The interesting thing about managing customers is that more often than not, it’s more expensive to acquire new customers than to raise prices and explain the reasons for doing so to your existing customers.

new customer vs current customer

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In fact, according to the Consumer Affairs office in the White House, acquiring a new customer is at least 6 to 7 times more expensive than simply retaining existing customers.

2. Raising prices is more effective than selling more products

In other words, quality is better than quantity. As your business’s increases in costs are not the same as the increases in price, most of the revenue you get from increasing prices goes to increasing profits (revenue minus costs).

3. Raising your prices allows you to determine good customers from not-so-good

As mentioned earlier, the right customers are what matter most to a business. Although high utilization is often a good indicator of a healthy business, it can also be a sign that it’s time to increase prices.

As backward and ridiculous as it sounds, your customers might be holding you back from growing. If you’re so busy with low-quality customers who constantly complain or are slow to pay, a correction by virtue of a price increase should help separate the wheat from the chaff.

If you raise your prices, your low-quality customers leave and go elsewhere, leaving only those who know you’re worth paying more for.

Good customers tend not to complain about minor price increases, especially if they know you provide a level of service that reflects the amount you charge them.

4. Raising your prices allows you to distinguish yourself from competition and their rates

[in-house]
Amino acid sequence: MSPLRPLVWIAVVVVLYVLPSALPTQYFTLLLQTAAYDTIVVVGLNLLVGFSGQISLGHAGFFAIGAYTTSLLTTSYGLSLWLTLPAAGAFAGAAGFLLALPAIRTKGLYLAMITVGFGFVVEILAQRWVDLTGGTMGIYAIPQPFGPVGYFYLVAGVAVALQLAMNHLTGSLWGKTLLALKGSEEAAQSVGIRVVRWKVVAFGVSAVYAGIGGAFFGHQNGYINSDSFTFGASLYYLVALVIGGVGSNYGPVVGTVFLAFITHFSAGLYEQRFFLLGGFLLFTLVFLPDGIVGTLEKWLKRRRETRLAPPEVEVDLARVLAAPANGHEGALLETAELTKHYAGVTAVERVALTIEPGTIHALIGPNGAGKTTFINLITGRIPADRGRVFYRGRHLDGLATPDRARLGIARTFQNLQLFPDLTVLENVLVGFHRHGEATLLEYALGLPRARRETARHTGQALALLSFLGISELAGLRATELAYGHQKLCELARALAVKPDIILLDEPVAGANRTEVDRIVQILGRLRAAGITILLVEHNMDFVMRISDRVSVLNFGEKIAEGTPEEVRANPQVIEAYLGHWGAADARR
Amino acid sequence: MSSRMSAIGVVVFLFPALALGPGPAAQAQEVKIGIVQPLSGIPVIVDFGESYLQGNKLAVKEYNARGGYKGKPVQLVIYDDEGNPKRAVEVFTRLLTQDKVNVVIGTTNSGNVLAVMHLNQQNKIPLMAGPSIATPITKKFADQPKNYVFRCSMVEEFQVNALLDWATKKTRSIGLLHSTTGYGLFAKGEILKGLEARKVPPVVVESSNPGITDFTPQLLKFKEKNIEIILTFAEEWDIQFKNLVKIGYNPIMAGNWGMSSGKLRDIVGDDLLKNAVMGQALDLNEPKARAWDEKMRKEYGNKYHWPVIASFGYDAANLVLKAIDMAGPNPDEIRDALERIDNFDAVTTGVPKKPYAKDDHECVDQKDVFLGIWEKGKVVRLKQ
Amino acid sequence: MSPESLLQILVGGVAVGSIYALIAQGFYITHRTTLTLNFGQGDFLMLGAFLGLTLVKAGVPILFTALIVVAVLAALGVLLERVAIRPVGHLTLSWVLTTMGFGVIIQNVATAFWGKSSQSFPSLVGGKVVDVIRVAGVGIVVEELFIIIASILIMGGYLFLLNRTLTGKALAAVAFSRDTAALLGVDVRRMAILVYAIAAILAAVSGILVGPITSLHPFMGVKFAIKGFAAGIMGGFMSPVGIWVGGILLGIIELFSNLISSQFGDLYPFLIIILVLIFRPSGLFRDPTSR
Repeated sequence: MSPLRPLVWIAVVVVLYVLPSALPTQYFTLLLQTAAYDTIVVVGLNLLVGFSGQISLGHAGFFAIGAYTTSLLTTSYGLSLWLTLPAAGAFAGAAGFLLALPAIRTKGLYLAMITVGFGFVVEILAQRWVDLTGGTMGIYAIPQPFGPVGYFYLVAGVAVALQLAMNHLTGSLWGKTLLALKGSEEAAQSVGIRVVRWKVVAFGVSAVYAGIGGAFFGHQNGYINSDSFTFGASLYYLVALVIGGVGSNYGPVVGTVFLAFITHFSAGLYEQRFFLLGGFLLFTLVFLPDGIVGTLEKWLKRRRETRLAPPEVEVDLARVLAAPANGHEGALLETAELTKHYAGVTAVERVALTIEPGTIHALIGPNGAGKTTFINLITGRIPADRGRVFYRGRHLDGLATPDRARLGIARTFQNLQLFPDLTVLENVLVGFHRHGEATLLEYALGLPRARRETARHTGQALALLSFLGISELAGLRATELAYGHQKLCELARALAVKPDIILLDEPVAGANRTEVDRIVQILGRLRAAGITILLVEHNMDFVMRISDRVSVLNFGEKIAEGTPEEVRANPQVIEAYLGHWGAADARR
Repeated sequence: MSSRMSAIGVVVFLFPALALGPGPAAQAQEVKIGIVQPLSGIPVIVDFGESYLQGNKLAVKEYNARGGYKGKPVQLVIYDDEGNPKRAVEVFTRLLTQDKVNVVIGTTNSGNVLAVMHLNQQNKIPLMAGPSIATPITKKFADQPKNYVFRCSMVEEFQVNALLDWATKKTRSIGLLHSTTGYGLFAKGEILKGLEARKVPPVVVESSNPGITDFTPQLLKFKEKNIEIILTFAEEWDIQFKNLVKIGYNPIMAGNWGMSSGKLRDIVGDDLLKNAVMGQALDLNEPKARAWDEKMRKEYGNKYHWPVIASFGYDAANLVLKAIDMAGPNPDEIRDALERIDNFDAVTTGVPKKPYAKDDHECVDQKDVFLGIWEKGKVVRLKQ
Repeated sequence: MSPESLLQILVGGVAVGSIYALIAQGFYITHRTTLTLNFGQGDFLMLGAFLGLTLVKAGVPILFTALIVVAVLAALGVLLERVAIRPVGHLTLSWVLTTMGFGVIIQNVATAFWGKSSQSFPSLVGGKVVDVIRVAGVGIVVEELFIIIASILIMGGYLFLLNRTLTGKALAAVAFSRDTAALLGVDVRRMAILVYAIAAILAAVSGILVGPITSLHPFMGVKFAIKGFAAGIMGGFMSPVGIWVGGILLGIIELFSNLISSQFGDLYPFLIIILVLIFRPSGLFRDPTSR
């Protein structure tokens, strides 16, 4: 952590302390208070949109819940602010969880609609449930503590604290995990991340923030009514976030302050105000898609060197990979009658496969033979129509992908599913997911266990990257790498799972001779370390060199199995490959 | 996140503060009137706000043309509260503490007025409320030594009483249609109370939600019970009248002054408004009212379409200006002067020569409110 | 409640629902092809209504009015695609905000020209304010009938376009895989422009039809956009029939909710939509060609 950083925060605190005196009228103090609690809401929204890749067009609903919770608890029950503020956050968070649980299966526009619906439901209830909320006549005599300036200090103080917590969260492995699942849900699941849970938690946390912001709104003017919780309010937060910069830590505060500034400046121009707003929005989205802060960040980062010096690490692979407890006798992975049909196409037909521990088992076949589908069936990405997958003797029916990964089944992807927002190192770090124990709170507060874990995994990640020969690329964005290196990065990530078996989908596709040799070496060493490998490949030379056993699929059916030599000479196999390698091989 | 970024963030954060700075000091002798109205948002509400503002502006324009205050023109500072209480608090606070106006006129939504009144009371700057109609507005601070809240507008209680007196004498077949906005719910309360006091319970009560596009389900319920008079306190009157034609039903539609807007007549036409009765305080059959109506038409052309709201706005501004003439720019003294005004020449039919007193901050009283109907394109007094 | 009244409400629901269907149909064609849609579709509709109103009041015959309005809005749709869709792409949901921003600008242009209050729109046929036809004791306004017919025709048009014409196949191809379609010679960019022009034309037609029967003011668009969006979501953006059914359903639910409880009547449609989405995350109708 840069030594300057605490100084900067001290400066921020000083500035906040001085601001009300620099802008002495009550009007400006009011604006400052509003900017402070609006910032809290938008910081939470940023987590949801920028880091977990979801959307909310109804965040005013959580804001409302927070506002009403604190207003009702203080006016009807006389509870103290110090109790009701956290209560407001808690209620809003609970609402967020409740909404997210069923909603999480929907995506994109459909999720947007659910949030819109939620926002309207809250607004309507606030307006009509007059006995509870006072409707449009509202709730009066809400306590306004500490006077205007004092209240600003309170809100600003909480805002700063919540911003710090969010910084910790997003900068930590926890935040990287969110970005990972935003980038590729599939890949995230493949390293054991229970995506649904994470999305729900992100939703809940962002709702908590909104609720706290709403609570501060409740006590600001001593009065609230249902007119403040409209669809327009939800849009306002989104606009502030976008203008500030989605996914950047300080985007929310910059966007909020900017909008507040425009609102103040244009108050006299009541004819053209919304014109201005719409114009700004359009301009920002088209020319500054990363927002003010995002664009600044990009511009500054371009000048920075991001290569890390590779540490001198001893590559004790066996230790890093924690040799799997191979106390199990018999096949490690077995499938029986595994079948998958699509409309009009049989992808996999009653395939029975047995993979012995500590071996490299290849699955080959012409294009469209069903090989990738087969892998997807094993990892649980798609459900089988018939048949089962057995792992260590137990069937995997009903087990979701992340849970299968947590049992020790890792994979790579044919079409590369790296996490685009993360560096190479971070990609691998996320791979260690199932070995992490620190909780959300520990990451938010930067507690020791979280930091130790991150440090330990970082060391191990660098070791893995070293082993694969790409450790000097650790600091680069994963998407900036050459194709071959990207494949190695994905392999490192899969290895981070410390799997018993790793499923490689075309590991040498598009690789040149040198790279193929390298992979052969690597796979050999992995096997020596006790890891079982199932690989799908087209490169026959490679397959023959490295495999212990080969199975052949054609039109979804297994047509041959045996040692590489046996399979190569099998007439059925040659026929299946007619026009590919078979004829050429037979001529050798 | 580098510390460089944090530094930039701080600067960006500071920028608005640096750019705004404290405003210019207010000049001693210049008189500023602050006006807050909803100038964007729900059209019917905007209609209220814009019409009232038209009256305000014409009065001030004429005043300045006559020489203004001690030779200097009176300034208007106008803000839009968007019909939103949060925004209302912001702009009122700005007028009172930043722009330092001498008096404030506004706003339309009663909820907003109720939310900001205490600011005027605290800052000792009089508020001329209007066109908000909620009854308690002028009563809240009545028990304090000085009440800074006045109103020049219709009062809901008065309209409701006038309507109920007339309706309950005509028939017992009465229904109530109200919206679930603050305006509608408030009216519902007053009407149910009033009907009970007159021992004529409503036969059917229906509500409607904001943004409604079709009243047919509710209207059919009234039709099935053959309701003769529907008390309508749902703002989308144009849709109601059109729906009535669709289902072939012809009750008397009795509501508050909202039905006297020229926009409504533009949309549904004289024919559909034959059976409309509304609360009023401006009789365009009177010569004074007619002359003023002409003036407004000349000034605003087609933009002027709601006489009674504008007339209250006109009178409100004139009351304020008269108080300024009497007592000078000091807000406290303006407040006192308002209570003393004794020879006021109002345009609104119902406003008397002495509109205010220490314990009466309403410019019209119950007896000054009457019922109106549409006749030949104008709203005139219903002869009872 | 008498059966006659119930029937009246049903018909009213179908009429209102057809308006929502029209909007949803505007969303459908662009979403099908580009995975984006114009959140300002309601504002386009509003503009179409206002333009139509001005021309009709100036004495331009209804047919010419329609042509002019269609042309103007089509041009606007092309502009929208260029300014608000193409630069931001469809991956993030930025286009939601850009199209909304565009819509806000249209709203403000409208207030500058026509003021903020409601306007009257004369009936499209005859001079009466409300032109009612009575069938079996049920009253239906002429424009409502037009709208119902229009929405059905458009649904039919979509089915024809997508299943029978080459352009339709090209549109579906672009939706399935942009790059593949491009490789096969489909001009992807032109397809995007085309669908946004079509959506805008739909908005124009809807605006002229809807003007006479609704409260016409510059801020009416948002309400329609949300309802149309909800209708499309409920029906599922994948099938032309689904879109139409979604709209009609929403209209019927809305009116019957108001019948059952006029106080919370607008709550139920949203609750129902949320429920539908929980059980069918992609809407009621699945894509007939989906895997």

Don’t know if you should raise prices? Look at what your competitors are doing!

Your competition will provide a benchmark that should help you devise your pricing structure. If your rates are too low, develop a strategy that will allow you to catch up with competitors.

competition pricing

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For many businesses, the common strategy is to price products and services well below market during the initial months of operations, trending upwards within a certain timeframe.

While it’s important not to be shy about increasing your rates, you still want to do so in such a way where you can provide valid reasons for your new rates.

This will often mean spending time figuring out what price range your enterprise can survive with.

If you’re upfront and transparent with your reasons for increasing prices, your customers will understand and even appreciate your being proactive about the company.

Often, increasing the price point establishes you as the quality leader in your industry. The right kind of customers — those who can and will afford your product or service — will buy from you.

The simple act of raising prices sets you apart, and improves your perceived value.

The point here? Read on.

5. Raising prices is an indirect statement about your product/service quality

You’ve probably heard of the saying that goes, “You get what you pay for,” when talking about the quality of a cheap product.

If your price of an item is too low, many buyers will think it’s defective. Furthermore, low pricing tends to attract customers with no loyalty to anything besides their wallets.

dangers of low prices

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Price increases show potential customers you believe in your product and know it’s worth the money you’re charging.